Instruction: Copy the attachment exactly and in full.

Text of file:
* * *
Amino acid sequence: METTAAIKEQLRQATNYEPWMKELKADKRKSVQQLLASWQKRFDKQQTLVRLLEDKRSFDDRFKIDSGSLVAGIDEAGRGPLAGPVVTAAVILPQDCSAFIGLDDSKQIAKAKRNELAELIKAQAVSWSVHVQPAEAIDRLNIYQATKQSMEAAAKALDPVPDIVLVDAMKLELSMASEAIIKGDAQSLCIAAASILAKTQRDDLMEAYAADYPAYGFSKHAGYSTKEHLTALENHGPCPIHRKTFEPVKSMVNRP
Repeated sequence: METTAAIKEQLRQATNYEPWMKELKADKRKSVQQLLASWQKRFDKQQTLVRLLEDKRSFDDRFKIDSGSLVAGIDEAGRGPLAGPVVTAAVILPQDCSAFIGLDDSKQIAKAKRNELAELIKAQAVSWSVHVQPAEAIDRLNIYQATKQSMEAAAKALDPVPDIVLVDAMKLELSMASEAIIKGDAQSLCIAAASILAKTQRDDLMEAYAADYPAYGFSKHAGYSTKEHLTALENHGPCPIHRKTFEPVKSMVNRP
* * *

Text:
Amino acid sequence: METTAAIKEQLRQATNYEPWMKELKADKRKSVQQLLASWQKRFDKQQTLVRLLEDKRSFDDRFKIDSGSLVAGIDEAGRGPLAGPVVTAAVILPQDCSAFIGLDDSKQIAKAKRNELAELIKAQAVSWSVHVQPAEAIDRLNIYQATKQSMEAAAKALDPVPDIVLVDAMKLELSMASEAIIKGDAQSLCIAAASILAKTQRDDLMEAYAADYPAYGFSKHAGYSTKEHLTALENHGPCPIHRKTFEPVKSMVNRP
Repeated sequence: METTAAIKEQLRQATNYEPWMKELKADKRKSVQQLLASWQKRFDKQQTLVRLLEDKRSFDDRFKIDSGSLVAGIDEAGRGPLAGPVVTAAVILPQDCSAFIGLDDSKQIAKAKRNELAELIKAQAVSWSVHVQPAEAIDRLNIYQATKQSMEAAAKALDPVPDIVLVDAMKLELSMASEAIIKGDAQSLCIAAASILAKTQRDDLMEAYAADYPAYGFSKHAGYSTKEHLTALENHGPCPIHRKTFEPVKSMVNRP